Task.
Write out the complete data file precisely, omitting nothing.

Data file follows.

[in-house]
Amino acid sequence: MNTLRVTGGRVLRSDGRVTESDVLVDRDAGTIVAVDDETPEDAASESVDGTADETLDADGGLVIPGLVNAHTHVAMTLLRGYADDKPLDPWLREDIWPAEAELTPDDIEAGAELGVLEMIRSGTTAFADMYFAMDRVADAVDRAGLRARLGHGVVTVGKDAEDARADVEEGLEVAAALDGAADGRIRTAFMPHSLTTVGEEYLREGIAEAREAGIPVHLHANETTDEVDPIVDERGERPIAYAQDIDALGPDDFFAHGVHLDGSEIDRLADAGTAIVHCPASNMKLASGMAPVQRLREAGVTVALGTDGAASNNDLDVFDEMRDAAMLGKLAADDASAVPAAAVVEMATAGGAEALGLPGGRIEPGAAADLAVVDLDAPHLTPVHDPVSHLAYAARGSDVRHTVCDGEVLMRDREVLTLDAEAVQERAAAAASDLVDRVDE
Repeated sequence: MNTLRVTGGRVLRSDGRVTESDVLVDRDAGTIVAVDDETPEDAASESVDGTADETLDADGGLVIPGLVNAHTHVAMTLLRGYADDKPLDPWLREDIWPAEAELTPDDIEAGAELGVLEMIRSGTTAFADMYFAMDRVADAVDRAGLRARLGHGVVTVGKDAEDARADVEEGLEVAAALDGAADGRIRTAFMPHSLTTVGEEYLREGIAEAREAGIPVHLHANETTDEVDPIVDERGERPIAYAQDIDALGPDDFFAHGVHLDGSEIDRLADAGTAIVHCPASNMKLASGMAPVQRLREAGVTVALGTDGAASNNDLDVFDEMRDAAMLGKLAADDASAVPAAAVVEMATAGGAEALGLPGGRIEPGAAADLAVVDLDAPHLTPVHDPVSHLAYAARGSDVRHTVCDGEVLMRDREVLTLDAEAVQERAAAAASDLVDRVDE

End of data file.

[in-house]
Amino acid sequence: MNTLRVTGGRVLRSDGRVTESDVLVDRDAGTIVAVDDETPEDAASESVDGTADETLDADGGLVIPGLVNAHTHVAMTLLRGYADDKPLDPWLREDIWPAEAELTPDDIEAGAELGVLEMIRSGTTAFADMYFAMDRVADAVDRAGLRARLGHGVVTVGKDAEDARADVEEGLEVAAALDGAADGRIRTAFMPHSLTTVGEEYLREGIAEAREAGIPVHLHANETTDEVDPIVDERGERPIAYAQDIDALGPDDFFAHGVHLDGSEIDRLADAGTAIVHCPASNMKLASGMAPVQRLREAGVTVALGTDGAASNNDLDVFDEMRDAAMLGKLAADDASAVPAAAVVEMATAGGAEALGLPGGRIEPGAAADLAVVDLDAPHLTPVHDPVSHLAYAARGSDVRHTVCDGEVLMRDREVLTLDAEAVQERAAAAASDLVDRVDE
Repeated sequence: MNTLRVTGGRVLRSDGRVTESDVLVDRDAGTIVAVDDETPEDAASESVDGTADETLDADGGLVIPGLVNAHTHVAMTLLRGYADDKPLDPWLREDIWPAEAELTPDDIEAGAELGVLEMIRSGTTAFADMYFAMDRVADAVDRAGLRARLGHGVVTVGKDAEDARADVEEGLEVAAALDGAADGRIRTAFMPHSLTTVGEEYLREGIAEAREAGIPVHLHANETTDEVDPIVDERGERPIAYAQDIDALGPDDFFAHGVHLDGSEIDRLADAGTAIVHCPASNMKLASGMAPVQRLREAGVTVALGTDGAASNNDLDVFDEMRDAAMLGKLAADDASAVPAAAVVEMATAGGAEALGLPGGRIEPGAAADLAVVDLDAPHLTPVHDPVSHLAYAARGSDVRHTVCDGEVLMRDREVLTLDAEAVQERAAAAASDLVDRVDE